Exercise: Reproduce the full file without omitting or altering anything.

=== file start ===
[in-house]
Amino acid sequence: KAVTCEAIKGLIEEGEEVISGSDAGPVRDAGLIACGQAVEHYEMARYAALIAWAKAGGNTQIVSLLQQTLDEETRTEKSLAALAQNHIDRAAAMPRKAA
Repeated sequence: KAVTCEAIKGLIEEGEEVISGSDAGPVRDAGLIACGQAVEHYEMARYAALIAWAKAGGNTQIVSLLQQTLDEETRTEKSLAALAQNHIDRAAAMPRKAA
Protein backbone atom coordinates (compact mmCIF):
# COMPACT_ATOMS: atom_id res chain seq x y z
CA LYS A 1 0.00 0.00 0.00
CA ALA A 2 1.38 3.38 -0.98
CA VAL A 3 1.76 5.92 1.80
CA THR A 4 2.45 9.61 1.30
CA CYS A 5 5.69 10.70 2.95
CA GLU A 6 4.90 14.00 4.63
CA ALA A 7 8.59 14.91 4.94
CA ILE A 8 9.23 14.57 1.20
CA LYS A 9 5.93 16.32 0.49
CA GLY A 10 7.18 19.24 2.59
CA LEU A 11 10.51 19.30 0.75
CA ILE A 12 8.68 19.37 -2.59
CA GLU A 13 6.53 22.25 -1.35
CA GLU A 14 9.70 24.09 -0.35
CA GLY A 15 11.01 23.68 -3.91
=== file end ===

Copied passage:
[in-house]
Amino acid sequence: KAVTCEAIKGLIEEGEEVISGSDAGPVRDAGLIACGQAVEHYEMARYAALIAWAKAGGNTQIVSLLQQTLDEETRTEKSLAALAQNHIDRAAAMPRKAA
Repeated sequence: KAVTCEAIKGLIEEGEEVISGSDAGPVRDAGLIACGQAVEHYEMARYAALIAWAKAGGNTQIVSLLQQTLDEETRTEKSLAALAQNHIDRAAAMPRKAA
Protein backbone atom coordinates (compact mmCIF):
# COMPACT_ATOMS: atom_id res chain seq x y z
CA LYS A 1 0.00 0.00 0.00
CA ALA A 2 1.38 3.38 -0.98
CA VAL A 3 1.76 5.92 1.80
CA THR A 4 2.45 9.61 1.30
CA CYS A 5 5.69 10.70 2.95
CA GLU A 6 4.90 14.00 4.63
CA ALA A 7 8.59 14.91 4.94
CA ILE A 8 9.23 14.57 1.20
CA LYS A 9 5.93 16.32 0.49
CA GLY A 10 7.18 19.24 2.59
CA LEU A 11 10.51 19.30 0.75
CA ILE A 12 8.68 19.37 -2.59
CA GLU A 13 6.53 22.25 -1.35
CA GLU A 14 9.70 24.09 -0.35
CA GLY A 15 11.01 23.68 -3.91